Craining Day

25/11/2014 – Poyang Lake

 

Today was one of those days that simply blows your mind… Where to begin?

After another short nights rest and an early breakfast near our hotel in Yong Xiu we drove towards Poyang Lake, the main reason we put together this Epic China trip.

 

Poyang Lake is a very large body of water fed by the Changjiang river. It is the main wintering grounds for multiple globally threatened species, most importantly the critically endangered Siberian Crane. These majestic  1.7 meter tall birds with a population of less than 3600 migrate here every winter from their breeding grounds in the Siberian Taiga. In Fact almost 90 percent (!) of the entire population winter here. They are joined by large numbers of Common Cranes and several hundred Hoodedand Whitenaped Cranes. As you might understand, this is an enormous spectacle that is on top of every birders wish list.

 

Unfortunately the lake is under a lot of pressure as it lies in a densely populated area. This means that people make use of its fertile shores to graze cattle and to grow crops. Bad news for the Cranes and a lot of other wetland species, as the shores get more and more cultivated, there is less and less place for them to go…

 

So everybody was tense as we drove through the pastures towards the lake; would those cranes still be there? As we arrived at the first  observation-tower on the lakeshore it was a big disappointment at first, the water level was too high so we saw no cranes; in fact there were few birds around besides a lone Oriental Stork, another highly endangered species. Luckily soon afterwards we located 2 adults and a juvenile Siberian Crane standing a couple a hundred meters to the right of us. Only moments after we heard a bunting calling close by, which turned out to be the much wanted Chestnuteared Bunting.  After seeing the Siberian Cranes our main target was in the bag, but the hoped for rafts of hundreds of cranes and storks were nowhere to be found…

 

Siberian cranes by Garry Bakker and Arjan Dwarshuis

Siberian cranes by Garry Bakker

 

Again it was our guide, Menxiu, who showed us the way. We drove through a small village, parked the minivan and started walking a muddy track. We cleared a small ridge and suddenly there it was; a large shallow lake filled with birds. Most striking were numerous white birds on the far side of the lake. We first thought that it was a group of the common Bewick’s Swan, but after a close inspection with the telescope the white spots turned into a huge flock of Siberian Cranes, Oriental Storks, several Whitenaped Cranes and Eurasian Spoonbills. Among them were numerous Bewick’s Swans, Swan-, Eastern Greylag, Middendorf’s Bean-, Tundra Beanand Greater whitefronted Geese and thousands of waders. As we walked through the wet grassland and reeds across the lakeshore towards this spectacle we tried to role the tape for Marsh Grassbird and within moments we got a response. Soon we all enjoyed fantastic views of this often difficult species while an immature male Pied Harrier glided past in the background…As anyone who has ever taken an interest in birds might understand we were as happy as Snoop Doggy Dog in an Amsterdam coffeeshop!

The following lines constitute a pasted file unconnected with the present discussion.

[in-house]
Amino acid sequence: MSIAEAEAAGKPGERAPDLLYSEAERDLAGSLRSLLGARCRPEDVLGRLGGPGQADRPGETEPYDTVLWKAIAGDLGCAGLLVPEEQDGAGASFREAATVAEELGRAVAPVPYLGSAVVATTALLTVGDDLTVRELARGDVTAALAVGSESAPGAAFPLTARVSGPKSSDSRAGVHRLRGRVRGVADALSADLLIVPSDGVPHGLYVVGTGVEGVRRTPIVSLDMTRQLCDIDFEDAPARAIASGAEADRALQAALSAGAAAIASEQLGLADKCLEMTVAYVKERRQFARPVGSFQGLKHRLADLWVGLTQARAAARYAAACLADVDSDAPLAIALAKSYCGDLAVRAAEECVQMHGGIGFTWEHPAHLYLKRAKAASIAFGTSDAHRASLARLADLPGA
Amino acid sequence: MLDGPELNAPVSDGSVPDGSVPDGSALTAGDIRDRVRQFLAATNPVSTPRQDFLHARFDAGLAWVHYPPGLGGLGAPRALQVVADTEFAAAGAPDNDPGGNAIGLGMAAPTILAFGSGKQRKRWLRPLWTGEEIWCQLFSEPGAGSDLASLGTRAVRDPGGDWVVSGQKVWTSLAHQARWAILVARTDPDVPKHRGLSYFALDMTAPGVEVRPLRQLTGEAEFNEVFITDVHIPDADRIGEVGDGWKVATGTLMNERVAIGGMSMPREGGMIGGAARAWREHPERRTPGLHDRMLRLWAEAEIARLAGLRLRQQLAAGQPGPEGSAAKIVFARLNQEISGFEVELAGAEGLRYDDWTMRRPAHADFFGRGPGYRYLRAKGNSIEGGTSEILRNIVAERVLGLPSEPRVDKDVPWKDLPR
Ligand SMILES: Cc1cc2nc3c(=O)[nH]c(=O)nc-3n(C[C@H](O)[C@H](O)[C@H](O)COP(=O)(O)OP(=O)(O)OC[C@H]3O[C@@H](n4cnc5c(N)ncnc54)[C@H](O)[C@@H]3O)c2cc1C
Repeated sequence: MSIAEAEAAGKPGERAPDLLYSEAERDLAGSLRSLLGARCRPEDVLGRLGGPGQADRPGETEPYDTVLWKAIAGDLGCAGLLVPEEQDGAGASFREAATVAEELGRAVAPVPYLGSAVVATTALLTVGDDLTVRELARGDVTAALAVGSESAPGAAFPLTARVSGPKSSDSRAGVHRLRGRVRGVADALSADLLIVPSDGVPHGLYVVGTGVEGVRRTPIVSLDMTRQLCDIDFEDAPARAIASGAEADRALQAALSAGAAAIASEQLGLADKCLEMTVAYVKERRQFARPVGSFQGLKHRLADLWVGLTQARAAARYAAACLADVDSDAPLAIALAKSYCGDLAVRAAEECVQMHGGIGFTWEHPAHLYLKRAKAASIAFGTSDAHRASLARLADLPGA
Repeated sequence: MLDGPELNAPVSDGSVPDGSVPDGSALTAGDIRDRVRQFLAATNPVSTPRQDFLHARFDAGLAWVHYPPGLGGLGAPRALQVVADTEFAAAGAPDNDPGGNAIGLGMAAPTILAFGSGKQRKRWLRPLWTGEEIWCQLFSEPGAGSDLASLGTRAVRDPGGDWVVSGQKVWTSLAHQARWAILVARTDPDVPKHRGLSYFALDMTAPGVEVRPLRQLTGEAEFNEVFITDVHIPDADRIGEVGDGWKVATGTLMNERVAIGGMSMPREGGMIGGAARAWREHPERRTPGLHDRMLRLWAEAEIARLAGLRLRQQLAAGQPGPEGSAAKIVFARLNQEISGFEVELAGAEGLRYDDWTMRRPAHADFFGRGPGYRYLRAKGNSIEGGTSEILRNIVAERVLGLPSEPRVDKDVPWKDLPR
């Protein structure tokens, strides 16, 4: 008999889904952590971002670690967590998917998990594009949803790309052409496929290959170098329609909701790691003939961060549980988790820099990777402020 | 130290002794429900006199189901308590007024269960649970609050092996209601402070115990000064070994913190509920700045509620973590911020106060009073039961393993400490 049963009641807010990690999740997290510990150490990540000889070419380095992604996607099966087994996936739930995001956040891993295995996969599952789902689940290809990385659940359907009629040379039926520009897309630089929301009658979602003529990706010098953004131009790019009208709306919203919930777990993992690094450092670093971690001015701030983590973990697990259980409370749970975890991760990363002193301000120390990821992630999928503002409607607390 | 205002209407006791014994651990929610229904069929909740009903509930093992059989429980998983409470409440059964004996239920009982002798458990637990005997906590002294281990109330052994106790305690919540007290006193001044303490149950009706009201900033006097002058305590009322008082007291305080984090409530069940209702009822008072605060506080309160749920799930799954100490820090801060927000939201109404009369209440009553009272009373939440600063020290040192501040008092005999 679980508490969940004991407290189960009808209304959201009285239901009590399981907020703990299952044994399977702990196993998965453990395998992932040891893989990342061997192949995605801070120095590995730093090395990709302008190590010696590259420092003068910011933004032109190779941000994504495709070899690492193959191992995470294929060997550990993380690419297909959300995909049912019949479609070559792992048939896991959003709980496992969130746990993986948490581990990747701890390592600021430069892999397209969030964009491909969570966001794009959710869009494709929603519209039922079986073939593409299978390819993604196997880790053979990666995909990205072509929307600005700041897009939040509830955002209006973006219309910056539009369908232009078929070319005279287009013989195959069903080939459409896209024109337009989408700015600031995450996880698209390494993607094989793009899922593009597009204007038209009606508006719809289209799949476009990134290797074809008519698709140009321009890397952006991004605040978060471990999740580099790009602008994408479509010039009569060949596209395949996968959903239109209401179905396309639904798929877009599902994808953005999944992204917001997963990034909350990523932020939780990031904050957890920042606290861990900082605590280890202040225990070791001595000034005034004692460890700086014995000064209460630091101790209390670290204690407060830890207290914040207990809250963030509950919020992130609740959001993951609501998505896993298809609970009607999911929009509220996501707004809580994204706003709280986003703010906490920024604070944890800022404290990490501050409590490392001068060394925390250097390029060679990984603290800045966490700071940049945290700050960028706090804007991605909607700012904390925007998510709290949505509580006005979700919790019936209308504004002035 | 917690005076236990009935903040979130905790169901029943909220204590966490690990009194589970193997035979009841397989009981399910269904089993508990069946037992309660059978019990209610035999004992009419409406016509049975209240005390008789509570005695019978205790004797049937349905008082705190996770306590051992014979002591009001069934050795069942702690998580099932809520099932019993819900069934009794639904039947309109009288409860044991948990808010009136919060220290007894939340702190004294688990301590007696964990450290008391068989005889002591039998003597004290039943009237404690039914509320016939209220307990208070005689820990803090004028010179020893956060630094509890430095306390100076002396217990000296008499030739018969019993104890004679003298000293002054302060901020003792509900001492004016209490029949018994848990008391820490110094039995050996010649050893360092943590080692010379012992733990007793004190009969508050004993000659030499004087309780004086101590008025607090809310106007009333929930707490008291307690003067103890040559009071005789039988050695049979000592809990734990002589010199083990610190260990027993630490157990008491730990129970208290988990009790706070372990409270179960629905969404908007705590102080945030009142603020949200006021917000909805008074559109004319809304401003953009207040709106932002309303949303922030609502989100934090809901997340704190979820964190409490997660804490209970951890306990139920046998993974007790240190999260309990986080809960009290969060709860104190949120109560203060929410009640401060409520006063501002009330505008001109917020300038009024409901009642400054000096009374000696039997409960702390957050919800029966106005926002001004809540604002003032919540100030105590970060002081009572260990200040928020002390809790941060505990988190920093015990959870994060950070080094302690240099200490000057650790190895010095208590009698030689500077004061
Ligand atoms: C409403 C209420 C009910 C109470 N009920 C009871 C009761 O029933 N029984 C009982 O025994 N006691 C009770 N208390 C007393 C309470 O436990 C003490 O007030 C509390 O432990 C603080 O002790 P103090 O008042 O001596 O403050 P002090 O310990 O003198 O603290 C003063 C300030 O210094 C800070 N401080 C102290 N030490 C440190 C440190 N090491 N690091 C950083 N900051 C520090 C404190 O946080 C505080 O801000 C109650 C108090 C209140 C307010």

We counted 650 Siberian Cranes in total, a significant percentage of the world population. Unfortunately there were only 27 juveniles, so  only 4 percent. A very low number, which indicates a low breeding success…

After finishing our worse lunch of the trip so far – we could not care less after the amazing spectacle we’d just witnessed – we drove to the other side of the lake. Here we found several rafts of Falcated Duck and a group of 20 Lesser White-fronted Geese among the Greater white-fronts.

 

Hooded cranes by Garry Bakker

Hooded cranes by Garry Bakker

 

However we were still missing one crane, the smaller sized Hooded. Just before we arrived at the far side of the lake we spotted a large group of cranes foraging in a corn field. It turned out to be a group of several hundred Common Cranes joined by about a hundred Hooded and several White-naped Cranes. All the possible cranes at Poyang lake were in the bag! Fantastic!

What a day!

 

Siberian cranes by Garry Bakker

Siberian cranes by Garry Bakker

 

Bean geese by Garry Bakker

Bean geese by Garry Bakker

 

Species list day 6 (underlined are LIFERS)

 

  1. Japanese Quail 1
  2. Common Pheasant
  3. Swan Goose max 75
  4. Tundra Bean Goose
  5. Taiga Bean Goose (Middendorffii)
  6. Greylag Goose (Rubirostris)
  7. Greater White-fronted Goose (Frontalis)
  8. Lesser White-fronted Goose 20
  9. Bewick’s Swan
  10. Falcated Duck 100+
  11. Eurasian Wigeon
  12. Mallard
  13. Eastern spot-billed Duck
  14. Northern Pintail 1
  15. Eurasian Teal
  16. Little Grebe
  17. Great Crested Grebe
  18. Oriental Stork 150+
  19. Eurasian Spoonbill 500+
  20. Eurasian Bittern 1 (Garry)
  21. Grey Heron
  22. Little Egret
  23. Great Cormorant
  24. Eurasian Kestrel
  25. Peregrine 2
  26. Black-shouldered Kite 2
  27. Eastern Marsh Harrier 5
  28. Pied Harrier 1 1stY male 1 female
  29. Eastern Buzzard 1
  30. Brown Crake 1
  31. Common Moorhen